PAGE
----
Shadi Hamid writes: The eight years of the Obama presidency have offered us a natural experiment of sorts. Not all U.S. presidents are similar on foreign policy, and not all (or any) U.S. presidents are quite like Barack Obama. After two terms of George W. Bush’s aggressive militarism, we have had the opportunity to watch whether attitudes toward the U.S. — and U.S. military force — would change, if circumstances changed. President Obama shared at least some of the assumptions of both the hard Left and foreign-policy realists, that the use of direct U.S. military force abroad, even with the best of intentions, often does more harm then good. Better, then, to “do no harm.”
This has been Barack Obama’s position on the Syrian Civil War, the key foreign-policy debate of our time. The president’s discomfort with military action against the Syrian regime seems deep and instinctual and oblivious to changing facts on the ground. When the debate over intervention began, around 5,000 Syrians had been killed. Now it’s close to 500,000. Yet, Obama’s basic orientation toward the Syrian dictator Bashar al-Assad has remained unchanged. This suggests that Obama, like many others who oppose U.S. intervention against Assad, is doing so on “principled” or, to put it differently, ideological grounds.
Despite President Obama’s very conscious desire to limit America’s role in the Middle East and to minimize the extent to which U.S. military assets are deployed in the region, there is little evidence that the views of the hard Left and other critics of American power have changed as a result. (Yes, the U.S. military is arguably involved in more countries now than when the Obama administration took office, but — compared to Iraq and Afghanistan before him — Obama’s footprint has been decidedly limited, with a reliance on drone strikes and special-operations forces.) As for those who actually live in the Middle East, a less militaristic America has done little to temper anti-Americanism. In the three countries — Egypt, Jordan, and Lebanon — for which Pew has survey data for both Bush’s last year and either 2014 or 2015, favorability toward the U.S. is significantly worse under Obama today than it was in 2008. Why exactly is up for debate, but we can at the very least say that a drastic drawdown of U.S. military personnel — precisely the policy pushed for by Democrats in the wake of Iraq’s failure — does not seem to have bought America much goodwill.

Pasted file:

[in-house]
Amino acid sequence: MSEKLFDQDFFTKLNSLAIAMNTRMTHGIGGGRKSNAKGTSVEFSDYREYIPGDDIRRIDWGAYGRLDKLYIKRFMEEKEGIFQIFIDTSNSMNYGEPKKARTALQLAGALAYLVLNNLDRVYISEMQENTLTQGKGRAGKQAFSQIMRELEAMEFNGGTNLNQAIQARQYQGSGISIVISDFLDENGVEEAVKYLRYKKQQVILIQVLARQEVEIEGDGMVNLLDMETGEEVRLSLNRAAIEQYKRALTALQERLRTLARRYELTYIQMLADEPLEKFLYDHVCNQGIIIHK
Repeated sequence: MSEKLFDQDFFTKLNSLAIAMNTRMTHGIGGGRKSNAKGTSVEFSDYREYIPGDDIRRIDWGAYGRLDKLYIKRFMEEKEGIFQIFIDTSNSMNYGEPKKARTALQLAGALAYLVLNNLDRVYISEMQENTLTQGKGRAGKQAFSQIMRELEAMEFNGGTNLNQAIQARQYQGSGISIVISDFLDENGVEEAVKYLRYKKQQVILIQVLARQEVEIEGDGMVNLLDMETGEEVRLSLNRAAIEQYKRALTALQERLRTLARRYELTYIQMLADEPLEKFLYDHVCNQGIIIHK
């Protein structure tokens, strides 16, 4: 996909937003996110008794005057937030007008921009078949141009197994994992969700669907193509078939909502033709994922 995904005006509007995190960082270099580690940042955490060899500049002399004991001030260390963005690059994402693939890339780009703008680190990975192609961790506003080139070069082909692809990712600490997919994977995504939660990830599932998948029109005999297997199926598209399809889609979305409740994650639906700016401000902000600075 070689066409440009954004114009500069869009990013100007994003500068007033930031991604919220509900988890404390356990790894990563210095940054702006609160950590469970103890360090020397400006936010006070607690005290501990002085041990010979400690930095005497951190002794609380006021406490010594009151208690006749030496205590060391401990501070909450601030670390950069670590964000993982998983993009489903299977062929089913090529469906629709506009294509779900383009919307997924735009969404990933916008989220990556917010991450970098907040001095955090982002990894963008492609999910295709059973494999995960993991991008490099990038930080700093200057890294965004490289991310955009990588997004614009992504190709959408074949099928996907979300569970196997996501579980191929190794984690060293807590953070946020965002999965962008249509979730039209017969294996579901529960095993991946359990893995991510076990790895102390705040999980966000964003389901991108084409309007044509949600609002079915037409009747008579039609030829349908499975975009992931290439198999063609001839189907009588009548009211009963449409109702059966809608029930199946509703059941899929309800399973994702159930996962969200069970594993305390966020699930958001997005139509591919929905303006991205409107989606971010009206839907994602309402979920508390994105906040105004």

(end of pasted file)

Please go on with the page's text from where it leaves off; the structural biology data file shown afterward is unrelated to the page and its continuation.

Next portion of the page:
Despite the fact that Assad and Russia are responsible for indiscriminate attacks on civilians and civilian infrastructure, including hospitals, many leftists have viewed even the mere mention of the U.S. doing anything in response as “warmongering.” We have had the unfortunate situation of someone as (formerly) well-respected as Jeffrey Sachs arguing that the U.S. should provide “air cover and logistical support” to Bashar al-Assad. We have had Wikileaks’ attacks on the White Helmets, who have risked — and, for at least 140, lost — their lives in the worst conditions to save Syrian lives from the rubble of Syrian and Russian bombardment. Of course, it is not an absurd position to be skeptical of any proposed American escalation against Assad, and many reasonable people across the political spectrum have made that case. But it is something else entirely to apply such skepticism selectively to the U.S. and not to others, especially when the others in question deliberately target civilians as a matter of policy. It can be a slippery slope. While no one would accuse Obama of liking Putin, coordinating with and enabling Russia in Syria is effectively U.S. policy. As the New York Times columnist Roger Cohen noted in February, well before the current disaster in Aleppo: “The troubling thing is that the Putin policy on Syria has become hard to distinguish from the Obama policy.”
The Left has always had a utopian bent, believing that life, not just for Americans, but for millions abroad, can be made better through human agency (rather than, say, simply hoping that the market will self-correct). The problem, though, is that the better, more just world that so many hope for is simply impossible without the use of American military force. At first blush, such a claim might seem self-evidently absurd. Haven’t we all seen what happened in Iraq? The 2003 Iraq invasion was one of the worst strategic blunders in the history of U.S. foreign policy. Yet, it’s not clear what exactly this has to do with the Syrian conflict, which is almost the inverse of the Iraq war. In Iraq, civil war happened after the U.S. invasion. In Syria, civil war broke out in the absence of U.S. intervention. [Continue reading…]
The idea that the U.S. can ‘do no harm’ depends on the fiction that it can be ‘neutral’ in foreign conflicts